January 23, 2023 - Built in 1902 and closed for nearly half a century, the Brooks Mine at Nay Aug Park was still in great shape when anthracite coal mining aficionados got their first glimpse inside the tunnel last year.
An effort by the nonprofit Underground Miners group to reopen Brooks Mine as a model tourist attraction coal mine has come far since it began last January, but there are still a few big steps ahead to complete before the public can once again go underground, one of the members said Saturday during a presentation on the project given at the Anthracite Heritage Museum at McDade Park.
Over 80 people attended the presentation that was held as part of Anthracite Mining Heritage Month.
Never a working mine, the Brooks Mine was the first tourist mine in the state, Underground Miners founder Chris Murley told the crowd.
Reese Brooks, a coal mine owner, opened it in 1902 as part of the Scranton School of Mines to educate the public about the industry. The mine was closed to the public from 1938 to 1945, then reopened and closed again sometime in the 1950s. It was retimbered in the 1960s and remained open until 1975, when it again closed.
Murley recounted how his group embarked last January on an ambitious project to renovate and reopen the 160-foot-long, curved mine dug horizontally into a small hill behind the Everhart Museum.
"The exciting part was the mine was in really good shape. There wasn't one rock fall throughout the whole mine," Murley said. "But it still had to be timbered up to typical mine law (standards) and make the place safe."
The Brooks Mine is about 7 feet tall and 7 to 9 feet wide, with chambers inside near the rear.
In May, they began cutting and installing timbers to support the walls and ceiling of the mine and completed the timbering in November.
The group plans to start in February digging out a few feet of fill in the mine floor and reinstall rails to accommodate rail cars.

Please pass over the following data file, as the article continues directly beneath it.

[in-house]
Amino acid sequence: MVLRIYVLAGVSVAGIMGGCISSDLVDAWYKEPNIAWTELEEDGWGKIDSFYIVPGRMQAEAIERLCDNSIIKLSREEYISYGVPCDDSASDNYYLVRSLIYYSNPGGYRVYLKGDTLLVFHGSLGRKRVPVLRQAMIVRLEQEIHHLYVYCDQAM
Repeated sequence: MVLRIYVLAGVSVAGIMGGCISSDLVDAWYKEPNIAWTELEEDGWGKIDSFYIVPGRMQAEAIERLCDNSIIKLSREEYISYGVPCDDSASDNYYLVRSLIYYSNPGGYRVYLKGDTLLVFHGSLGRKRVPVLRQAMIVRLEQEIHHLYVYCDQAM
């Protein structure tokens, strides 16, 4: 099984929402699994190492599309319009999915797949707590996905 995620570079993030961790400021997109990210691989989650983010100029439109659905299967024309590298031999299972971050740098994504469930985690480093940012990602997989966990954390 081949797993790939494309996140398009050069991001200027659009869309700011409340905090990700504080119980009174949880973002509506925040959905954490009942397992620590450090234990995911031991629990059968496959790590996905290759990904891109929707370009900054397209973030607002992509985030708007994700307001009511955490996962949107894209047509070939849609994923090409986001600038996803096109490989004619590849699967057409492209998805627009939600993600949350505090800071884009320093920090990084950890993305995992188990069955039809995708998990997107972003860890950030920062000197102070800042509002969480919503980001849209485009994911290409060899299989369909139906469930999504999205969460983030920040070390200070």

Once that's done, they will clean out a chamber offshoot and use a rail car to remove the debris.
They also must create another opening for the mine, to have a second access as an emergency escape. They hope to start this work in March, Murley said.
"It'll be pretty neat. It will be the first time a tunnel's been driven underground in Scranton in probably 75 years," Murley said.
The group hopes to get the Brooks Mine reopened to visitors this summer.
In mine parlance, the Brooks Mine is a drift mine, meaning horizontal. Other types include a slope dug on an angle, a tunnel bored perpendicular to a coal vein, and a vertical shaft.
Murley said that some visitors to Nay Aug Park have expressed interest in the mine project and are eager to see the finished product.
"They say how much they appreciate that we're taking this on and they can't wait to get back in there," Murley said. "A lot of people want to go into Brooks Mine because you can just walk in" at ground level.
The presentation also featured a trailer of a video created by Underground Miners featuring a former big colliery miner they consider a "living legend in the anthracite region" — Phil Voystock of Freeland.
He's a throwback to a time when breakers and company houses dominated the NEPA landscape. With folksy vernacular, Voystock recalled growing up in NEPA coal country and working in mines, just as his father and grandfather did before him.
"Now looking back, I was very lucky," Voystock says in the video. "I was lucky to work at the mines that I did, the different types of mining jobs."